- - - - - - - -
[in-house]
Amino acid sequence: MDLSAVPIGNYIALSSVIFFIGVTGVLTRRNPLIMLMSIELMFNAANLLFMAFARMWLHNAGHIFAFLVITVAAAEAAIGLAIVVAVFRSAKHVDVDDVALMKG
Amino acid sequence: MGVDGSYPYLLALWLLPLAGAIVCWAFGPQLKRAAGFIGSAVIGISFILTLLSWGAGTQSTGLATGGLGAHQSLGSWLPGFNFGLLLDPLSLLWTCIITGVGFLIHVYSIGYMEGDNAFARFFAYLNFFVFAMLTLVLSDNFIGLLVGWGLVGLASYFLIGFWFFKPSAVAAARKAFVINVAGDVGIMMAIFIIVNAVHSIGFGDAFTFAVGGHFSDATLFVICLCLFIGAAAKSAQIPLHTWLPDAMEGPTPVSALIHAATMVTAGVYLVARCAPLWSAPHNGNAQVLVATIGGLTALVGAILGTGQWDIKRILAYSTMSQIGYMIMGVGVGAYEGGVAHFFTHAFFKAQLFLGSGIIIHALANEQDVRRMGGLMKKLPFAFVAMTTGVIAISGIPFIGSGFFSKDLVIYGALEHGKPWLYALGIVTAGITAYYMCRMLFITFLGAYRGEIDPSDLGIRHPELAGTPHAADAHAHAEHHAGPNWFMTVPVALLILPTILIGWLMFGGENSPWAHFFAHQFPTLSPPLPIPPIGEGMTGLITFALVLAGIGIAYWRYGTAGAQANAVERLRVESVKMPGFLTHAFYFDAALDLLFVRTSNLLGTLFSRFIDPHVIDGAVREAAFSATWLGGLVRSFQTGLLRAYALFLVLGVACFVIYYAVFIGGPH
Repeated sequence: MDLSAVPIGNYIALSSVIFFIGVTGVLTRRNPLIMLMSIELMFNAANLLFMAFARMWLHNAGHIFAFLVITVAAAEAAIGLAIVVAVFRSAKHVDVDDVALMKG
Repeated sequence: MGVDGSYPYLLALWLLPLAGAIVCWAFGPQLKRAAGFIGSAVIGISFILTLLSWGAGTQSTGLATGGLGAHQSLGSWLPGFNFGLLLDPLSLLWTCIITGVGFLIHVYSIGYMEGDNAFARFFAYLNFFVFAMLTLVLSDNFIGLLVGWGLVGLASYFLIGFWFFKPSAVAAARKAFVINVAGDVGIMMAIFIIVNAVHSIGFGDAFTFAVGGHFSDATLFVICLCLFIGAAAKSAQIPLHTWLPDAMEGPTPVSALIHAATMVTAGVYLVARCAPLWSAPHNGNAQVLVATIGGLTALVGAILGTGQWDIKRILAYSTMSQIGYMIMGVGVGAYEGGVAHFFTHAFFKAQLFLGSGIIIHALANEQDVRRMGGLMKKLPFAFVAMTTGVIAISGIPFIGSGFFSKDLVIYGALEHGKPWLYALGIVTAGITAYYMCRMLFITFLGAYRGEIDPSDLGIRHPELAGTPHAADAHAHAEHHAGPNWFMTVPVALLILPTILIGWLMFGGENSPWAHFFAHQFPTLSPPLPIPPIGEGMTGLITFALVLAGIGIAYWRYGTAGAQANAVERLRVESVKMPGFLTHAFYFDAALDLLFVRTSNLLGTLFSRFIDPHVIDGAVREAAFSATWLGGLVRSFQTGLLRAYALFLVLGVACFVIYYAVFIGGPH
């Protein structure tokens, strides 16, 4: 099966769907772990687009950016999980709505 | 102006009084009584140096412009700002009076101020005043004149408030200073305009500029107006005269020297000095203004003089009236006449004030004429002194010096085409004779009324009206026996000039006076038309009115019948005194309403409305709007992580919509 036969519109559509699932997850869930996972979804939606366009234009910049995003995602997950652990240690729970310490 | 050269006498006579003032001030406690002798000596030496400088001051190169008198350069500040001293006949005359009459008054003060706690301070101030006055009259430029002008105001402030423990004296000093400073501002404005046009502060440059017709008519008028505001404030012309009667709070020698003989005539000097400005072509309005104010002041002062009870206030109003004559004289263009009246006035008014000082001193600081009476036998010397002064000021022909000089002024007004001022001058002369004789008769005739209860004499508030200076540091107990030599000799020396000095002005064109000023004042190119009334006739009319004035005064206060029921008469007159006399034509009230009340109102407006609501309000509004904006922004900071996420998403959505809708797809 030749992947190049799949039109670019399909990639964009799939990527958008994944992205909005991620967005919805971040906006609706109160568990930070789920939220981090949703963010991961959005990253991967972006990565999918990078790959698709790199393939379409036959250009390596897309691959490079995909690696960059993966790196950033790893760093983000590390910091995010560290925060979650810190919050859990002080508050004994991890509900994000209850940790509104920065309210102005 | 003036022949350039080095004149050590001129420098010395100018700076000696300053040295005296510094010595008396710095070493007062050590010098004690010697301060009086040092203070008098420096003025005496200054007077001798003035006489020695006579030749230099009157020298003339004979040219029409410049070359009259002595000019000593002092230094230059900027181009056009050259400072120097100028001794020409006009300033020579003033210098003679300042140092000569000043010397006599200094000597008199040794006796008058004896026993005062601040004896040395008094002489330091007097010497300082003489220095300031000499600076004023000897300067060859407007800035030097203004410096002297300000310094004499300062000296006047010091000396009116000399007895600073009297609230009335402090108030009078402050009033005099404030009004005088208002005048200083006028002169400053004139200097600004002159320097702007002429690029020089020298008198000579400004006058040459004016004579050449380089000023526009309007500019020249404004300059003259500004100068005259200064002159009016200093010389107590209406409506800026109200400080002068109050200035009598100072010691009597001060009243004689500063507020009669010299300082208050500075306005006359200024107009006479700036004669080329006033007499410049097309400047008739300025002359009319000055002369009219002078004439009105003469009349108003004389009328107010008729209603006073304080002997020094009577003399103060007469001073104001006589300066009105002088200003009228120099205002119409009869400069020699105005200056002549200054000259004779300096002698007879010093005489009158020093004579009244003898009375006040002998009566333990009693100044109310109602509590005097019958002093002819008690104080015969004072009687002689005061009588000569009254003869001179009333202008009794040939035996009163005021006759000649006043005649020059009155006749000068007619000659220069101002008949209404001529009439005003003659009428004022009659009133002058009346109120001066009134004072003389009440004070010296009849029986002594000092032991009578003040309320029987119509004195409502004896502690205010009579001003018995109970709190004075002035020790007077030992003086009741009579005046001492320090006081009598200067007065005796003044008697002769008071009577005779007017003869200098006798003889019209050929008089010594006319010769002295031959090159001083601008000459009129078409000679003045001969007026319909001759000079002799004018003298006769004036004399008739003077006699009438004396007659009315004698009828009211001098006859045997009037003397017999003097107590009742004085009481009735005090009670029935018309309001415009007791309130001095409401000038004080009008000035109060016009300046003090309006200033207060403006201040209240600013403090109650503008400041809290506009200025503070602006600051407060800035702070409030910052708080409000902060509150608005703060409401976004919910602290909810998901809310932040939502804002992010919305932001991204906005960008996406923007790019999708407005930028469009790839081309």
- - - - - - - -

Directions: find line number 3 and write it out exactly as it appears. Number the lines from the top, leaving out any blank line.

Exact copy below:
Amino acid sequence: MGVDGSYPYLLALWLLPLAGAIVCWAFGPQLKRAAGFIGSAVIGISFILTLLSWGAGTQSTGLATGGLGAHQSLGSWLPGFNFGLLLDPLSLLWTCIITGVGFLIHVYSIGYMEGDNAFARFFAYLNFFVFAMLTLVLSDNFIGLLVGWGLVGLASYFLIGFWFFKPSAVAAARKAFVINVAGDVGIMMAIFIIVNAVHSIGFGDAFTFAVGGHFSDATLFVICLCLFIGAAAKSAQIPLHTWLPDAMEGPTPVSALIHAATMVTAGVYLVARCAPLWSAPHNGNAQVLVATIGGLTALVGAILGTGQWDIKRILAYSTMSQIGYMIMGVGVGAYEGGVAHFFTHAFFKAQLFLGSGIIIHALANEQDVRRMGGLMKKLPFAFVAMTTGVIAISGIPFIGSGFFSKDLVIYGALEHGKPWLYALGIVTAGITAYYMCRMLFITFLGAYRGEIDPSDLGIRHPELAGTPHAADAHAHAEHHAGPNWFMTVPVALLILPTILIGWLMFGGENSPWAHFFAHQFPTLSPPLPIPPIGEGMTGLITFALVLAGIGIAYWRYGTAGAQANAVERLRVESVKMPGFLTHAFYFDAALDLLFVRTSNLLGTLFSRFIDPHVIDGAVREAAFSATWLGGLVRSFQTGLLRAYALFLVLGVACFVIYYAVFIGGPH